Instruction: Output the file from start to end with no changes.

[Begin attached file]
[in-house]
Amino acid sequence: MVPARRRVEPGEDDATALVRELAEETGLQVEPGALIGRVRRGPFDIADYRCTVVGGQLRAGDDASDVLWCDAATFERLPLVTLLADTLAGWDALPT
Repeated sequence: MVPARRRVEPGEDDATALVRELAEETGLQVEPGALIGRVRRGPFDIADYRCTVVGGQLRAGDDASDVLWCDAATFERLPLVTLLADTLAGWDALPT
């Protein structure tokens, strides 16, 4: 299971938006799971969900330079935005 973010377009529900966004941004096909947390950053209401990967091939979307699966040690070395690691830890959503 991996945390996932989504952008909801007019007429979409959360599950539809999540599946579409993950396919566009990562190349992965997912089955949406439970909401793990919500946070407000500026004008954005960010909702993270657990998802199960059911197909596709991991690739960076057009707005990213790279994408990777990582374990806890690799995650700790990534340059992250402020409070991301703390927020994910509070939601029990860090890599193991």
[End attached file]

[in-house]
Amino acid sequence: MVPARRRVEPGEDDATALVRELAEETGLQVEPGALIGRVRRGPFDIADYRCTVVGGQLRAGDDASDVLWCDAATFERLPLVTLLADTLAGWDALPT
Repeated sequence: MVPARRRVEPGEDDATALVRELAEETGLQVEPGALIGRVRRGPFDIADYRCTVVGGQLRAGDDASDVLWCDAATFERLPLVTLLADTLAGWDALPT
């Protein structure tokens, strides 16, 4: 299971938006799971969900330079935005 973010377009529900966004941004096909947390950053209401990967091939979307699966040690070395690691830890959503 991996945390996932989504952008909801007019007429979409959360599950539809999540599946579409993950396919566009990562190349992965997912089955949406439970909401793990919500946070407000500026004008954005960010909702993270657990998802199960059911197909596709991991690739960076057009707005990213790279994408990777990582374990806890690799995650700790990534340059992250402020409070991301703390927020994910509070939601029990860090890599193991």